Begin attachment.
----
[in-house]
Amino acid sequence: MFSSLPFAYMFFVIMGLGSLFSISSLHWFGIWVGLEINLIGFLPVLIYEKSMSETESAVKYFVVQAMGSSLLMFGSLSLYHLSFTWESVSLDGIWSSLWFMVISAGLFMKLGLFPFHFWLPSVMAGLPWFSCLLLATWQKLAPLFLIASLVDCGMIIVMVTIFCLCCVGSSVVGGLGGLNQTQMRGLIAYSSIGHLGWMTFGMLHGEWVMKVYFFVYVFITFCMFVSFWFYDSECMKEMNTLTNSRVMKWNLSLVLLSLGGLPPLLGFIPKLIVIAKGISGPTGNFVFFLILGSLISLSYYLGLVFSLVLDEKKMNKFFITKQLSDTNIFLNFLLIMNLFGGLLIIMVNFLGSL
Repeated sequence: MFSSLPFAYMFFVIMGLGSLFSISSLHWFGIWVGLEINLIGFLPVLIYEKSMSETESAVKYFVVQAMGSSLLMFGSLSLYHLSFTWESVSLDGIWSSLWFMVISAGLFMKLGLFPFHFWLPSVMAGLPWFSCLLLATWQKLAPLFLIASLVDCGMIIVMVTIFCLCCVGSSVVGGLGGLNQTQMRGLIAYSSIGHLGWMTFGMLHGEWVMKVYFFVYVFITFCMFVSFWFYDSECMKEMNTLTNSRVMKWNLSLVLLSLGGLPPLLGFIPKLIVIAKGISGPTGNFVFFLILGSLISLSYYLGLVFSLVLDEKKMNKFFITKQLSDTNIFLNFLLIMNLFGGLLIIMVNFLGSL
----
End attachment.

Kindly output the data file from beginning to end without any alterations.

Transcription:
[in-house]
Amino acid sequence: MFSSLPFAYMFFVIMGLGSLFSISSLHWFGIWVGLEINLIGFLPVLIYEKSMSETESAVKYFVVQAMGSSLLMFGSLSLYHLSFTWESVSLDGIWSSLWFMVISAGLFMKLGLFPFHFWLPSVMAGLPWFSCLLLATWQKLAPLFLIASLVDCGMIIVMVTIFCLCCVGSSVVGGLGGLNQTQMRGLIAYSSIGHLGWMTFGMLHGEWVMKVYFFVYVFITFCMFVSFWFYDSECMKEMNTLTNSRVMKWNLSLVLLSLGGLPPLLGFIPKLIVIAKGISGPTGNFVFFLILGSLISLSYYLGLVFSLVLDEKKMNKFFITKQLSDTNIFLNFLLIMNLFGGLLIIMVNFLGSL
Repeated sequence: MFSSLPFAYMFFVIMGLGSLFSISSLHWFGIWVGLEINLIGFLPVLIYEKSMSETESAVKYFVVQAMGSSLLMFGSLSLYHLSFTWESVSLDGIWSSLWFMVISAGLFMKLGLFPFHFWLPSVMAGLPWFSCLLLATWQKLAPLFLIASLVDCGMIIVMVTIFCLCCVGSSVVGGLGGLNQTQMRGLIAYSSIGHLGWMTFGMLHGEWVMKVYFFVYVFITFCMFVSFWFYDSECMKEMNTLTNSRVMKWNLSLVLLSLGGLPPLLGFIPKLIVIAKGISGPTGNFVFFLILGSLISLSYYLGLVFSLVLDEKKMNKFFITKQLSDTNIFLNFLLIMNLFGGLLIIMVNFLGSL